E 320L • Major Writers of the Restoration and Eighteenth Century
9:30 AM-11:00 AM
This class provides an introductory survey of the great variety of genres and works produced in England during the eighteenth century. This period is characterized by an insatiable curiosity and desire for the new--from the emergence of a genre named "the novel" to the exploration and rebellion of the new world. Because change naturally evokes fear as well as delight, many writers resisted the taste for novelty by upholding "traditional" views. This class explores the resulting tension between the desire for novelty and the invocation of literary tradition. This class will emphasize--in its methodological approach--the rubric of print culture. We will ask questions about the roles of printers, consumers, and booksellers in the making of literature; the relationship between image and text in works as varied as Swift's Gulliver's Travels, Hogarth's progresses, and Blake's poetry; and the interpretive impact of the rambunctious materiality of eighteenth-century books.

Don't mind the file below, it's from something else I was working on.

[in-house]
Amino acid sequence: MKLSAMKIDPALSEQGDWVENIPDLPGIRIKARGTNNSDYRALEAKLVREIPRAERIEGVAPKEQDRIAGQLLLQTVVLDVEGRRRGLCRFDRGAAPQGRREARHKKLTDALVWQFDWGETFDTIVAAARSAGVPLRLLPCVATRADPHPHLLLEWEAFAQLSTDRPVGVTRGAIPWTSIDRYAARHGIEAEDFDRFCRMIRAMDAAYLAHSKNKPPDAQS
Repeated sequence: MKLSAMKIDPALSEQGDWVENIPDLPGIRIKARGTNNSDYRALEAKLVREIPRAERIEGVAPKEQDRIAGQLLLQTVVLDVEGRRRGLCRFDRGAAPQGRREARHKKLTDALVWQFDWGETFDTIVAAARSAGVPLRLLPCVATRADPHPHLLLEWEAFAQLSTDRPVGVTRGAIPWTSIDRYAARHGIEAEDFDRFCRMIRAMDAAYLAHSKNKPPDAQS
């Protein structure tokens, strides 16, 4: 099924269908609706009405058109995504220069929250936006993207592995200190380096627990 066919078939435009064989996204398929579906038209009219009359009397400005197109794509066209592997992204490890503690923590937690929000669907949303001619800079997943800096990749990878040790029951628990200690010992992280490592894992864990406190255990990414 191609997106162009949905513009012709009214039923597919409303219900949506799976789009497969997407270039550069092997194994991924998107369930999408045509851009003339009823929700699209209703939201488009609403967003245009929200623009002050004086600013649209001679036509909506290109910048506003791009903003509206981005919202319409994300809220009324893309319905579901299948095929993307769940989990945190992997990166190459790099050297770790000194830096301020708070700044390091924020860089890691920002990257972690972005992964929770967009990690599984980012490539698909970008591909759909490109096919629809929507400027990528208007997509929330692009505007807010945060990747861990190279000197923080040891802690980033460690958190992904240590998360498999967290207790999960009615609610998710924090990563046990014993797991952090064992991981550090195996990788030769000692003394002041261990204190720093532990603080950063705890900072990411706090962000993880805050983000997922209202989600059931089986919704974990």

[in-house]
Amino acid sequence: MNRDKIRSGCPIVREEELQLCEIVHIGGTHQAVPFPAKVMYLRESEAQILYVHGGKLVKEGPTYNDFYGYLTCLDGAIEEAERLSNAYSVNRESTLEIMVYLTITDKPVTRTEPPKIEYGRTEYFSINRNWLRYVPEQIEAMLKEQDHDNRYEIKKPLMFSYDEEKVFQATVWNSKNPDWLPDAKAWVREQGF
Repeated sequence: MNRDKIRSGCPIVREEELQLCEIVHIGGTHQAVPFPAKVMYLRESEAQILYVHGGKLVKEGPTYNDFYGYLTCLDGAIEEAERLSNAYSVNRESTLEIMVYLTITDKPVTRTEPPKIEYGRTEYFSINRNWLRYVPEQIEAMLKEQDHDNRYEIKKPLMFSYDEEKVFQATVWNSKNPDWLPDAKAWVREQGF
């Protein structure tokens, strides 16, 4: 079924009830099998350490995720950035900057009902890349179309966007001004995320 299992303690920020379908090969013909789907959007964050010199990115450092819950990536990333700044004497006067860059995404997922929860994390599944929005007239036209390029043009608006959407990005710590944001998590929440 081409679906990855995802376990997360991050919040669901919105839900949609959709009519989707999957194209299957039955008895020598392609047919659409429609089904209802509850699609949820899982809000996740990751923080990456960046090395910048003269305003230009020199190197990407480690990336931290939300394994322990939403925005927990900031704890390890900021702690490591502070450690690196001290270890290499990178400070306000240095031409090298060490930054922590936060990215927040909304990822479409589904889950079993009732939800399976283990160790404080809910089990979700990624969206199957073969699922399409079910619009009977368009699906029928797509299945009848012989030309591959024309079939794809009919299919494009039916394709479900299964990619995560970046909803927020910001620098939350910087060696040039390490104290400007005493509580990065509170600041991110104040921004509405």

Two 4-page essays 20% each
One 8-page paper (rewrite of one of the short papers) 20%
Final Exam 30%
John Gay, The Beggar's Opera (Penguin)
Jonathan Swift, Gulliver's Travels (Norton)
Samuel Richardson, Pamela (Oxford)
Henry Fielding, Joseph Andrews and Shamela (2-texts-in-one, Oxford)
Laurence Sterne, Tristram Shandy (Oxford)
William Blake, Songs of Innocence and of Experience (Oxford)
There will also be a course packet with selections from, among others, Pope, Swift, Johnson, Hogarth, Addison and Steele.